In all three subtypes of MPGN, a major laboratory finding is hypocomplementemia characterized by low levels of C3, which is important to help characterize and formulate a provisional diagnosis in a child with hematuria and proteinuria.3,4,7 Depressed serum C3 is related to increased catabolism and decreased synthesis of complement.5 The C3 nephritic factor, NF^sub a^, is present in 30% to 75% of cases.4 C3 nephritic factor is an IgG autoantibody that stabilizes the alternative pathway C3 convertase, C3bBb. The presence of C3 nephritic factor causes the formation of C3bBb that becomes resistant to inactivation by factor H and leads to very low C3 levels.7,8,9 Serum C4, C5, and properdin levels are usually normal in MPGN type II.5,9

Pathological findings

The kidneys show no gross abnormalities that reflect the pathologic process in MPGN type II, although some patients may have bilateral renal enlargement as is typical in most patients with any form of glomerulonephritis. To separate the types of MPGN, ultrastructural examination is required to demonstrate the glomerular alterations. In MPGN type II, transmission electron microscopy shows sausage-shaped or ribbon-like osmiophilic (electron dense) deposits within the lamina densa of the GBM.3-5,7 Tubular basement membranes may be widened by similar deposits. The deposits occupy short segments in the glomerulus that are distributed irregularly in less severe cases. The dense deposits may also occur in the mesangium.10

When examined by brightfield microscopy, the hematoxylineosin stain imparts a lobular accentuation to the glomerular architecture due to capillary wall thickening and variable mesangial hypercellularity.3,10 Occasionally crescents may involve a portion of the glomeruli.4,7,10 Mesangial sclerosis, or scarring, is more obvious with disease progression. The source of glomerular capillary wall thickening is revealed by periodic acid-Schiff (PAS) or Jones' silver stains that densely label duplicated basement membranes or 'tram-tracks' and impart weaker staining of the dense deposits.3,7 Thioflavin T stain gives a green coloration to the affected basement membranes when using fluorescence microscopy.5 Similar staining can be observed along Bowman's capsule and in the mesangia.10 PAS and Jones' stains highlight the mesangial sclerosis resulting from expansion of extracellular matrix.5,7 Tubular basement membranes may be thickened.3,5

Direct immunofluorescence microscopy shows extensive deposition of C3 within glomerular capillary loops and mesangia. Immunoglobulins are typically scarce; however, if they are present, the immunoglobulins are usually limited to a few glomerular segments.4,10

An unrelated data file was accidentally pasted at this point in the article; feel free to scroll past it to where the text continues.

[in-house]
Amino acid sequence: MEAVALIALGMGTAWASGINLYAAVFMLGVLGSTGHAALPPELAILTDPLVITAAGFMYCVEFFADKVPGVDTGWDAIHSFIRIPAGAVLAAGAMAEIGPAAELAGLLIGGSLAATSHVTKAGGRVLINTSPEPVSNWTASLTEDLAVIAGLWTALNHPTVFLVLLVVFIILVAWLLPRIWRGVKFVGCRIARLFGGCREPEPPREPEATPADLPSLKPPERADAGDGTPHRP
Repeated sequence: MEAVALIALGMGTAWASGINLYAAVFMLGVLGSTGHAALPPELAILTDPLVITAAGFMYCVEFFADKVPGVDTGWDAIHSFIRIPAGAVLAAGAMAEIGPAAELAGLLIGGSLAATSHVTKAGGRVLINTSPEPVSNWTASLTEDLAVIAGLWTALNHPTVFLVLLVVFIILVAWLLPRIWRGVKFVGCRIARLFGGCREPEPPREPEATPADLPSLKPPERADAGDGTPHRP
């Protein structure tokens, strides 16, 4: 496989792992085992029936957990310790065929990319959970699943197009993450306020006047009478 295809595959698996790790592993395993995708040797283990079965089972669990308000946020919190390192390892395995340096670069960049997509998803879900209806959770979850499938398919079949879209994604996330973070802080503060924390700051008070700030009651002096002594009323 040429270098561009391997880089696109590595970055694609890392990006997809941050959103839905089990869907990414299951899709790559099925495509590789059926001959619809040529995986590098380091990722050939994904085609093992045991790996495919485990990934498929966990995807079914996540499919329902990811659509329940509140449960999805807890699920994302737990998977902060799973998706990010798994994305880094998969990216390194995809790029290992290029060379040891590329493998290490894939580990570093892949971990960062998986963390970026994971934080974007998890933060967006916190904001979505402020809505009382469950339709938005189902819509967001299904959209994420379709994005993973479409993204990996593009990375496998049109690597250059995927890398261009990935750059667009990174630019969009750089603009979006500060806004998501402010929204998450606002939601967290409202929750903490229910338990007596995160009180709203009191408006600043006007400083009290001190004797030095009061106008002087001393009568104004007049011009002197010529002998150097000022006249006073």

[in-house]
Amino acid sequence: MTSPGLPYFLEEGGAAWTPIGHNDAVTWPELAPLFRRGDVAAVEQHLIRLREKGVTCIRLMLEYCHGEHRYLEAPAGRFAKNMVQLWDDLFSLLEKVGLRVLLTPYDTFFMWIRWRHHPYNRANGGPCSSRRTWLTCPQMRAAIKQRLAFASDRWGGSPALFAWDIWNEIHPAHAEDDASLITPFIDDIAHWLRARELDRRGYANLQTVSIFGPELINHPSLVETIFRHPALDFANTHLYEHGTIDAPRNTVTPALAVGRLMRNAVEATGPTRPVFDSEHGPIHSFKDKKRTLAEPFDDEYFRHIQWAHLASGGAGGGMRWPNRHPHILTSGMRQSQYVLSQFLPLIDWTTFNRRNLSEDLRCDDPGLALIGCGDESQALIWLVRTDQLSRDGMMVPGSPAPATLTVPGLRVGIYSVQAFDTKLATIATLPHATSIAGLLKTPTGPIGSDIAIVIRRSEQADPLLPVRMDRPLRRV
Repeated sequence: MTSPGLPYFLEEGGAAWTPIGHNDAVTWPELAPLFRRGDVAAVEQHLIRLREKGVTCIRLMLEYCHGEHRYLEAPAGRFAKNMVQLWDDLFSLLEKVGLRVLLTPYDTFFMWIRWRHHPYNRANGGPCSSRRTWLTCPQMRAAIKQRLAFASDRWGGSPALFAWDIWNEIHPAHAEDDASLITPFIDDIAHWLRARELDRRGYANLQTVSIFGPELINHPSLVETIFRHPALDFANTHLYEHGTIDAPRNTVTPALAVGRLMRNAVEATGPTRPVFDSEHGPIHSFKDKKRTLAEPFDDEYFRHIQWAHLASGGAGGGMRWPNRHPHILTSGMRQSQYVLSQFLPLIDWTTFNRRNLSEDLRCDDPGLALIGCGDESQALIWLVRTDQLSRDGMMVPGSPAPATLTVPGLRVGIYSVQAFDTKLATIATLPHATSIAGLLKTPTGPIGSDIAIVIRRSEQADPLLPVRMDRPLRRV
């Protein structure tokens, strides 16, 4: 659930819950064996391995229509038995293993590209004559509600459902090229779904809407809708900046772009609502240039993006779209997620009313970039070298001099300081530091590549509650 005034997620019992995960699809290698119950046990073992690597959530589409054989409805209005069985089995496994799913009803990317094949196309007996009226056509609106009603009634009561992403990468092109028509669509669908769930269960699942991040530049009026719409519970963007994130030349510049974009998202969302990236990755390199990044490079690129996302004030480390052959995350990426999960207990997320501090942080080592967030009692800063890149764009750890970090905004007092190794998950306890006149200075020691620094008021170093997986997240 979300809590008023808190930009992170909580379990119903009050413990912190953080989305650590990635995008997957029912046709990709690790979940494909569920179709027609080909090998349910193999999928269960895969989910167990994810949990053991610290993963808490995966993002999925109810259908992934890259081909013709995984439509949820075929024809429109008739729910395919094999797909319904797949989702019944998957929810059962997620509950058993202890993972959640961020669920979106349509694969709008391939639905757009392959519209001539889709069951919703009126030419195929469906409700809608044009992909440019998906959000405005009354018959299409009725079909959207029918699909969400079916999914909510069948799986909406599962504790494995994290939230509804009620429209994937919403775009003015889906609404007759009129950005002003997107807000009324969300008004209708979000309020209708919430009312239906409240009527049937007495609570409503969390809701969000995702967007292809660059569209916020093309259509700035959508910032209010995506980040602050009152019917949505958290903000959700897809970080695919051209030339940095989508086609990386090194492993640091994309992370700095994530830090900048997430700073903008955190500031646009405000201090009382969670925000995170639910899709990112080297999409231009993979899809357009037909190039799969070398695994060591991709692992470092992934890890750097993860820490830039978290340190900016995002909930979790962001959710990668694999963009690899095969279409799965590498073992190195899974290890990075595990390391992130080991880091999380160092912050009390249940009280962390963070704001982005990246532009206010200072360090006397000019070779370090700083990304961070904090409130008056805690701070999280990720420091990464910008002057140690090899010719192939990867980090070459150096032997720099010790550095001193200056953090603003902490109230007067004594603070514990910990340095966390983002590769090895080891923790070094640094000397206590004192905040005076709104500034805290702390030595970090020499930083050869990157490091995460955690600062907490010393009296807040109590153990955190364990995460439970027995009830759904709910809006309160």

The pathogenesis of MPGN type II is unclear but the primary morphology is dense deposits in the GBM. By unknown mechanisms, glomerular inflammation occurs subsequently. The origin and nature of the dense deposits are unknown.3-5 C3 nephritic factor has been implicated in the pathogenesis of MPGN type II due to the hypocomplementemia. However, the disease progression does not appear to be affected by hypocomplementemia nor C3 nephritic factor.3-6


The indicators of poor prognosis in MPGN type II are hypertension, impaired renal function at time of diagnosis, nephrotic syndrome, and the presence of crescents.6,7 The higher the percentage of glomeruli with crescents, the more rapidly renal function deteriorates.3,10 Although most patients diagnosed with MPGN type II have no visual complaints, MPGN type II is associated with abnormal retinal function. Dense deposits are observed in the Bruch membrane and the basement membrane of the choriocapillaris. Drusen deposits and retinal pigment epithelial disturbances are characteristic of dense deposit disease retinopathy. These findings are more commonly seen in patients with longstanding MPGN type II.4,11-13 MPGN type II usually progresses slowly to chronic renal failure. Fifty percent of the children will develop chronic renal failure within ten years following diagnosis. Within 20 years of diagnosis, 80% to 90% have chronic renal failure.4


Several different therapies have been used, including anti-platelet therapy and immunosuppression.4,6,14 However, to date, there is no universally accepted form of therapy.4,14 Most pediatric nephrologists use alternate-day prednisone therapy.4 Prednisone appears to stabilize renal function and improves disease characteristics; however, it can produce side effects due to drug toxicity.14 These side effects include stunted growth in children, hypertension, weight gain, Cushinoid features, and mood swings/personality changes. Therapy with pulse intravenous methylprednisolone followed by alternate-day oral prednisone has an improved outcome.4,14-17 The alternate-day regimen either suppresses the immune process underlying glomerular inflammation or decreases inflammation itself to inactivate the disease.5